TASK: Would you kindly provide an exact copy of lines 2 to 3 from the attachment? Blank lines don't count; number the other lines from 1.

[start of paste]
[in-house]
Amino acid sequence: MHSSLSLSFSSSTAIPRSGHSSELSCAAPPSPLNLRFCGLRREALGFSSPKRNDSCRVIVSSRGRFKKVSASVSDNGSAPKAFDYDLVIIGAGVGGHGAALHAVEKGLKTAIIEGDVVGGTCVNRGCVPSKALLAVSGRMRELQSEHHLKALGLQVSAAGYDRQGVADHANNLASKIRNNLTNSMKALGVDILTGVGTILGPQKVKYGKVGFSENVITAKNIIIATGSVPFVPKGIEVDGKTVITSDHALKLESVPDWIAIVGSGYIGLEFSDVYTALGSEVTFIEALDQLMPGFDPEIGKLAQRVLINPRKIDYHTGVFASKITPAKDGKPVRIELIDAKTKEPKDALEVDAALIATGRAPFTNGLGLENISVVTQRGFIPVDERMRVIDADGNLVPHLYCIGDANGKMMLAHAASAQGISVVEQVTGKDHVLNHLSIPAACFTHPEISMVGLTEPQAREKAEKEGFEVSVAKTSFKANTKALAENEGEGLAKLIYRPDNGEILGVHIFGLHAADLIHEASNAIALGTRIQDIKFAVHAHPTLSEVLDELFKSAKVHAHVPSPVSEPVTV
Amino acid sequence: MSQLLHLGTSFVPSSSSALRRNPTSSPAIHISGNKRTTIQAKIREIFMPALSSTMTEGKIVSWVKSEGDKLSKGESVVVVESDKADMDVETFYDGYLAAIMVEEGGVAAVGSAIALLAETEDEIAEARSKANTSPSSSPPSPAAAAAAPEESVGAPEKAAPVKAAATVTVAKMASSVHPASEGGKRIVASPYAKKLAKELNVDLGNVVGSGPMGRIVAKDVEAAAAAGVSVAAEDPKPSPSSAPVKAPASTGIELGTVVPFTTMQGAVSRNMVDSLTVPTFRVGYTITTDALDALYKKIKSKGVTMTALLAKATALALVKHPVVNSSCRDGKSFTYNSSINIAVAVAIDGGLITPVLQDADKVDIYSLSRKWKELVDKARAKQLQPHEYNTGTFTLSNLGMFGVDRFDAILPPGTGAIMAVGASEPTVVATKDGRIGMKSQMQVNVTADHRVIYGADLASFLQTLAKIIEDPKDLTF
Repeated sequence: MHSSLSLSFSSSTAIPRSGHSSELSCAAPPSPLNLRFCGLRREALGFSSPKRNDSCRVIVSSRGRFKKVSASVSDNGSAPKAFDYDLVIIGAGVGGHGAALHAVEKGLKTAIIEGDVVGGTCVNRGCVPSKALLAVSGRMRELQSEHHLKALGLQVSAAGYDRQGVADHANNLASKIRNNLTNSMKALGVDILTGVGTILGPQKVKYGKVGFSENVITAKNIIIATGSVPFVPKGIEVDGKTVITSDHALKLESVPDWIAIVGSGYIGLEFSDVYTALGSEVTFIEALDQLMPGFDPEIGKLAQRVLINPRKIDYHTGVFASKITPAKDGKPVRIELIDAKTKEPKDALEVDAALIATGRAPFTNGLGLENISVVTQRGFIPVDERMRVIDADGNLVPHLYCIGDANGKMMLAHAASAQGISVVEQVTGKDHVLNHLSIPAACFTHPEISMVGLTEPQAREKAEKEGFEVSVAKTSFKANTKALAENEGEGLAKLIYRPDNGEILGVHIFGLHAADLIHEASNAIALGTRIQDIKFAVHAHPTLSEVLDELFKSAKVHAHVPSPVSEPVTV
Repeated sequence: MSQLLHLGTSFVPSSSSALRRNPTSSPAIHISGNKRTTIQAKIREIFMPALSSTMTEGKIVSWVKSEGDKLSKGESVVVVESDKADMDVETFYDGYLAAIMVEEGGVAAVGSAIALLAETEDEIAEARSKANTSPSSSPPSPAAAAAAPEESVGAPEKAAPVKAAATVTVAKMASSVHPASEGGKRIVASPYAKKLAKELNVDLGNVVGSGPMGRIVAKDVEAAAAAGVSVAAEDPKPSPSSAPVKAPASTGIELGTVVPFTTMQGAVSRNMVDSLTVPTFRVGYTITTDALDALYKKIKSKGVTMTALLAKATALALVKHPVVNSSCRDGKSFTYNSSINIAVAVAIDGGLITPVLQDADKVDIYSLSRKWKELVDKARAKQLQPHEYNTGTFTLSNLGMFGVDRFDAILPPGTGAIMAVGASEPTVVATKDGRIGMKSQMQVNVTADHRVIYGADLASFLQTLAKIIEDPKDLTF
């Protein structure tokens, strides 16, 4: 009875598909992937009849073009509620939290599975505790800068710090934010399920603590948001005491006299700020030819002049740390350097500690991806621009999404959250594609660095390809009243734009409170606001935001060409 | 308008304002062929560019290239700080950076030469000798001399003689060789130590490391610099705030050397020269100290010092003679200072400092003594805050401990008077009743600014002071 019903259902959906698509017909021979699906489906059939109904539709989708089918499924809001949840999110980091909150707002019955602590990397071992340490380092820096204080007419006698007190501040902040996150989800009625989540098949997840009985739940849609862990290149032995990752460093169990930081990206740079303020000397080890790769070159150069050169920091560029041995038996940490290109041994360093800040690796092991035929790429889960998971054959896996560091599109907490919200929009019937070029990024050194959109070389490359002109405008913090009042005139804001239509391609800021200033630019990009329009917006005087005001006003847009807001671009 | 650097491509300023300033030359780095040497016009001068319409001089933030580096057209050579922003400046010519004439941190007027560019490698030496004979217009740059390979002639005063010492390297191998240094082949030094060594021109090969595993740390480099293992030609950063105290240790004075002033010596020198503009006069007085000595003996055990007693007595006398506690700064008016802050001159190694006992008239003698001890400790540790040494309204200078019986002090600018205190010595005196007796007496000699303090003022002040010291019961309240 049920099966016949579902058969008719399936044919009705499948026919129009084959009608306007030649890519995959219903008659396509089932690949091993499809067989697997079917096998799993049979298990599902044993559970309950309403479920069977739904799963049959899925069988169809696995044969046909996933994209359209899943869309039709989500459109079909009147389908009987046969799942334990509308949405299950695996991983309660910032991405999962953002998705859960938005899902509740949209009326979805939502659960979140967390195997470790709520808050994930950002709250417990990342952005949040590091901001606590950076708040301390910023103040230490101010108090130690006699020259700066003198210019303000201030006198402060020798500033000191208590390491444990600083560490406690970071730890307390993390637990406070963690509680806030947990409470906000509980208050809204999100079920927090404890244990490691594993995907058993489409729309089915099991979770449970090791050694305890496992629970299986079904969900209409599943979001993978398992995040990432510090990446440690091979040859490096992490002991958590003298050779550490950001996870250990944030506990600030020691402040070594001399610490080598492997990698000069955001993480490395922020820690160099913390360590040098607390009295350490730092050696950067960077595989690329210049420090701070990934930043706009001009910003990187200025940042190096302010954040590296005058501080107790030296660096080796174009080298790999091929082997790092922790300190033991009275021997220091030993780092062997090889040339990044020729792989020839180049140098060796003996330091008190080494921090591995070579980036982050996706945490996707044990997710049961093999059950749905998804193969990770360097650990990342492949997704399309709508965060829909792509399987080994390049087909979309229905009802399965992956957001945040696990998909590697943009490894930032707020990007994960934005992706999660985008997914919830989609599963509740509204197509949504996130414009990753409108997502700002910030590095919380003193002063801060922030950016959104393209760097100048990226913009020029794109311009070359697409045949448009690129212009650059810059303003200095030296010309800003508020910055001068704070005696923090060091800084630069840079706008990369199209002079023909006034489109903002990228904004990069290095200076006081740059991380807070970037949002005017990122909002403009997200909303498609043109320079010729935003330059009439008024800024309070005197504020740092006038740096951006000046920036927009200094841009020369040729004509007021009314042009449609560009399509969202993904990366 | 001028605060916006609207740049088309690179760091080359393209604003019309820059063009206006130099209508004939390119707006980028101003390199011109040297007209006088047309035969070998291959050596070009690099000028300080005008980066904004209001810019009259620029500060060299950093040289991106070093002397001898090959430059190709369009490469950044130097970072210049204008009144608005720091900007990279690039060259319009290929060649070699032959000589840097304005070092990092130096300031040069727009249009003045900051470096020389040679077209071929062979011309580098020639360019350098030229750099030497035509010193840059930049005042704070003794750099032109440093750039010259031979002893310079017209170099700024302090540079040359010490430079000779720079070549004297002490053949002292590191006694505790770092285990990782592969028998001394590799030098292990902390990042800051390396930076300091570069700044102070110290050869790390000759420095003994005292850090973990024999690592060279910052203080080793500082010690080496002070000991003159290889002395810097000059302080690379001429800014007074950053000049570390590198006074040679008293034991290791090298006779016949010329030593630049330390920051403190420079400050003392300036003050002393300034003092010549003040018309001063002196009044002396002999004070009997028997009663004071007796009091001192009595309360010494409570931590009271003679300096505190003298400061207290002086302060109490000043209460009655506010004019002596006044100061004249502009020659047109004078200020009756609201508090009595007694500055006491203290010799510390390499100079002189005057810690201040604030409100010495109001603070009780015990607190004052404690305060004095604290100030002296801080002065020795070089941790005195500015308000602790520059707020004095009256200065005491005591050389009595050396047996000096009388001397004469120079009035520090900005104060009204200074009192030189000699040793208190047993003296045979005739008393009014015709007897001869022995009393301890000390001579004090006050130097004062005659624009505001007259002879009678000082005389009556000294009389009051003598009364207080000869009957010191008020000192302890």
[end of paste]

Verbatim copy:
Amino acid sequence: MHSSLSLSFSSSTAIPRSGHSSELSCAAPPSPLNLRFCGLRREALGFSSPKRNDSCRVIVSSRGRFKKVSASVSDNGSAPKAFDYDLVIIGAGVGGHGAALHAVEKGLKTAIIEGDVVGGTCVNRGCVPSKALLAVSGRMRELQSEHHLKALGLQVSAAGYDRQGVADHANNLASKIRNNLTNSMKALGVDILTGVGTILGPQKVKYGKVGFSENVITAKNIIIATGSVPFVPKGIEVDGKTVITSDHALKLESVPDWIAIVGSGYIGLEFSDVYTALGSEVTFIEALDQLMPGFDPEIGKLAQRVLINPRKIDYHTGVFASKITPAKDGKPVRIELIDAKTKEPKDALEVDAALIATGRAPFTNGLGLENISVVTQRGFIPVDERMRVIDADGNLVPHLYCIGDANGKMMLAHAASAQGISVVEQVTGKDHVLNHLSIPAACFTHPEISMVGLTEPQAREKAEKEGFEVSVAKTSFKANTKALAENEGEGLAKLIYRPDNGEILGVHIFGLHAADLIHEASNAIALGTRIQDIKFAVHAHPTLSEVLDELFKSAKVHAHVPSPVSEPVTV
Amino acid sequence: MSQLLHLGTSFVPSSSSALRRNPTSSPAIHISGNKRTTIQAKIREIFMPALSSTMTEGKIVSWVKSEGDKLSKGESVVVVESDKADMDVETFYDGYLAAIMVEEGGVAAVGSAIALLAETEDEIAEARSKANTSPSSSPPSPAAAAAAPEESVGAPEKAAPVKAAATVTVAKMASSVHPASEGGKRIVASPYAKKLAKELNVDLGNVVGSGPMGRIVAKDVEAAAAAGVSVAAEDPKPSPSSAPVKAPASTGIELGTVVPFTTMQGAVSRNMVDSLTVPTFRVGYTITTDALDALYKKIKSKGVTMTALLAKATALALVKHPVVNSSCRDGKSFTYNSSINIAVAVAIDGGLITPVLQDADKVDIYSLSRKWKELVDKARAKQLQPHEYNTGTFTLSNLGMFGVDRFDAILPPGTGAIMAVGASEPTVVATKDGRIGMKSQMQVNVTADHRVIYGADLASFLQTLAKIIEDPKDLTF